Keppel Corporation has set up a research lab to develop new technologies to build rigs that can withstand ultra-deep water, big waves and freezing temperatures.

The $75 million facility will also try to find new environmentally friendly ways to mine the seabed for minerals and to improve the productivity of welders and painters in the company's shipyards.

More than 130 researchers, engineers and scientists will be hired over the next five years for various projects.

The lab is a collaboration with the engineering faculty of the National University of Singapore and the National Research Foundation (NRF).

The NRF is providing $27 million of the funds with the rest coming from Keppel and the university. The funding is for five years.

Deputy Prime Minister Teo Chee Hean said at the launch ceremony yesterday that the initiative broke new ground for Singapore as it is the first time a local company has set up a corporate laboratory.

Mr Teo noted that the new lab will "open up new commercial possibilities, create exciting job opportunities for Singaporeans and add vibrancy to the marine and offshore industry in Singapore".

Keppel has made other investments in innovation, including setting up KOMtech (Keppel Offshore & Marine Technology Centre) to develop specialised capabilities and new oil rig designs among other projects.

Its research and development efforts have paid off as it has built close to half the world's jack-up rigs since 2000, said Mr Teo, who urged other local companies to follow Keppel's example and set up corporate labs with local research agencies.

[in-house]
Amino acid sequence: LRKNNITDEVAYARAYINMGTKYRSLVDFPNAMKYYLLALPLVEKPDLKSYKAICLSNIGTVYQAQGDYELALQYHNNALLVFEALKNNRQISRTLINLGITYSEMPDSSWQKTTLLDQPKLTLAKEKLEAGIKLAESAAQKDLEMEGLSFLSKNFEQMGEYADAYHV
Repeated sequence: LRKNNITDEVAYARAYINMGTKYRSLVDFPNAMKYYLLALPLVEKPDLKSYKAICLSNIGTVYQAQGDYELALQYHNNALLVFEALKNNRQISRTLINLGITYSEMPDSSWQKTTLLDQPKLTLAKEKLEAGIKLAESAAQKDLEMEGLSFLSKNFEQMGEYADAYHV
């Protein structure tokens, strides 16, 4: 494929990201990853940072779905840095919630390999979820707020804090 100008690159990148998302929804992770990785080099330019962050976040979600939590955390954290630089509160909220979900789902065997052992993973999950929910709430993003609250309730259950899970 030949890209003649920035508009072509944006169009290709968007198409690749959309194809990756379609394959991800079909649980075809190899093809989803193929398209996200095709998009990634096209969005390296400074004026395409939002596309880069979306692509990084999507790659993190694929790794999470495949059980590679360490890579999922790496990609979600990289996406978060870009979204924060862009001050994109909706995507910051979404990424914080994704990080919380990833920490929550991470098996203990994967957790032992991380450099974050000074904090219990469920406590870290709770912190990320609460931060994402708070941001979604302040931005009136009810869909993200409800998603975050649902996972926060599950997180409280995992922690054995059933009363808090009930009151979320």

NUS president Tan Chorh Chuan told the launch that the corporate lab will tap into the university's greater range of expertise and capabilities.

It will also expose engineering students to the extensive opportunities available in off-shore and marine engineering and nurture a future generation of industry leaders.

Keppel Corporation is a leader in building rigs for oil and gas exploration. Its Keppel Offshore & Marine subsidiary hit revenue of $8 billion last year, a 40 per cent hike over the previous year.

The firm told a briefing last week that more of its customers are venturing into deeper waters and into the Arctic region to look for new deposits so its rigs and supporting vessels have to be sturdy enough to withstand the tough sea conditions without costing much more to manufacture.

The Keppel-NUS Corporate Laboratory is part of NRF's Corporate Lab @ University scheme launched in March, which aims to translate university research into products and services that can be used by local companies.

NRF's chief executive Low Teck Seng said that this move is an inflection point for private R&D as Keppel has stepped up to invest in a corporate lab.

"We're aligning our research institutions with industry so that the research benefits local companies. This is one of our key fundamental funding goals," he said at the briefing last week.

The first corporate lab was set up by British aircraft engine maker Rolls-Royce, which collaborated with the Nanyang Technological University.